Managing an integrated safety culture first requires the senior management’s will to build it into the organizational culture of the firm. This is no simple task. It goes far beyond adopting an official corporate policy emphasizing the key value and priority given to occupational safety and to the philosophy of its management, although indeed the integration of safety at work in the organization’s core values is a cornerstone in the building of an integrated safety culture. Indeed, top management should be conscious that such a policy is the starting point of a major organizational change process, since most organizations are not yet functioning according to an integrated safety culture. Of course, the details of the change strategy will vary depending on what the workplace’s existing safety culture already is (see cells A, B and C of figure 1). In any case, one of the key issues is for the top management to behave congruently with such a policy (in other words to practice what it preaches). This is part of the personal leadership top managers should demonstrate in implementing and enforcing such a policy. Another key issue is for senior management to facilitate the structuring or restructuring of various formal management systems so as to support the building of an integrated safety culture. For example, if the existing safety culture is a bureaucratic one, the role of the safety staff and joint health and safety committee should be reoriented in such a way as to support the development of supervisors’ and work teams’ safety involvement. In the same way, the performance evaluation system should be adapted so as to acknowledge lower-level managers’ accountability and the performance of work groups in occupational safety.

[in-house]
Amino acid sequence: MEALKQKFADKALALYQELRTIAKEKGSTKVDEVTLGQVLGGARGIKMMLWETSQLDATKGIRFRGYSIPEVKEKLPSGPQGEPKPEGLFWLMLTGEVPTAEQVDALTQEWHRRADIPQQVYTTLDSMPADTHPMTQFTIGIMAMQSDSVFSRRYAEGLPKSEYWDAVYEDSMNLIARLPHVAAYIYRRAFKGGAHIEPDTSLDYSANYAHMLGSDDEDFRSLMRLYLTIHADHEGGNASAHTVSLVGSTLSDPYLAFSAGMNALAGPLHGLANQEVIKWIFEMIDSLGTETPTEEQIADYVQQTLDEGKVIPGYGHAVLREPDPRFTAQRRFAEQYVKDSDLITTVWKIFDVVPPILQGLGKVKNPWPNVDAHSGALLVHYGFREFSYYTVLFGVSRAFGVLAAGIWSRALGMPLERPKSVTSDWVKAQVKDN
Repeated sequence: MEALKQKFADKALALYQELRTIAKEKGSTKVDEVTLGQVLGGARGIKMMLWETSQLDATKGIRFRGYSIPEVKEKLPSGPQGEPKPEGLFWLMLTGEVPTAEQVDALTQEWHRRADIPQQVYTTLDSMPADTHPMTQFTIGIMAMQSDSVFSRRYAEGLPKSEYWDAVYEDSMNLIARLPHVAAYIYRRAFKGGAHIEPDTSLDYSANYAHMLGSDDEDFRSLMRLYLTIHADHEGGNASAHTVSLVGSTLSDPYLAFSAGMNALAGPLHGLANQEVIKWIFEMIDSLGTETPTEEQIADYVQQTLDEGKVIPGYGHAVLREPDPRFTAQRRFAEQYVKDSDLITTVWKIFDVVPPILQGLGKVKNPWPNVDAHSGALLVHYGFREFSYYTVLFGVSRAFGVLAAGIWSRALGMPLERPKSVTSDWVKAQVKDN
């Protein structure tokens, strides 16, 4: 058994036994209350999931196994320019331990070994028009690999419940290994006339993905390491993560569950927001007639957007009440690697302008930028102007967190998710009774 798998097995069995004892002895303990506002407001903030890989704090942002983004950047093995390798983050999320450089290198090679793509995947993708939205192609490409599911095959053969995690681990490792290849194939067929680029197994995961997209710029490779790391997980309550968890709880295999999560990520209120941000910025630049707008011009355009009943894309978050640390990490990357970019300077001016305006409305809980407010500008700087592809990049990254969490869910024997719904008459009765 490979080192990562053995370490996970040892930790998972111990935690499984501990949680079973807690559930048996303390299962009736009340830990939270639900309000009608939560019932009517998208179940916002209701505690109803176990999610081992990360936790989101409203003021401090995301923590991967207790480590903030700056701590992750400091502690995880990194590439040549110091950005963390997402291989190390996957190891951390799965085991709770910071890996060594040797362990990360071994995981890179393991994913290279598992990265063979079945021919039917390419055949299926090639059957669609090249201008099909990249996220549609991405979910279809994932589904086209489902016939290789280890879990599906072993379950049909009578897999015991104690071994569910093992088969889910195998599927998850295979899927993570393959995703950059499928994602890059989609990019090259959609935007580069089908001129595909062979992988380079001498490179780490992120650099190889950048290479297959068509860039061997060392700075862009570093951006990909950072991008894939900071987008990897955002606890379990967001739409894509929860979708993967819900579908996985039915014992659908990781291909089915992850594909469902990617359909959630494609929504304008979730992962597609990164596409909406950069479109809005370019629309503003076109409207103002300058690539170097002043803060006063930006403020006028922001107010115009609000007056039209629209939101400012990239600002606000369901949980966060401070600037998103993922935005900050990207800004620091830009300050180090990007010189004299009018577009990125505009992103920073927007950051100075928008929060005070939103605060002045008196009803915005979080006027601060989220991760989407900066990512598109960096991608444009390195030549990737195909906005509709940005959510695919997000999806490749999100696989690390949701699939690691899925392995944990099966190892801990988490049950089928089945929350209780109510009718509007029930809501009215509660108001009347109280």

Lower-level managers, and particularly supervisors, also play a critical role in the management of an integrated safety culture. More specifically, they should be accountable for the safety performance of their work teams and they should encourage workers to get actively involved in occupational safety. According to Petersen (1993), most lower-level managers tend to be cynical about safety because they are confronted with the reality of upper management’s mixed messages as well as the promotion of various programmes that come and go with little lasting impact. Therefore, building an integrated safety culture often may require a change in the supervisors’ pattern of safety behaviour.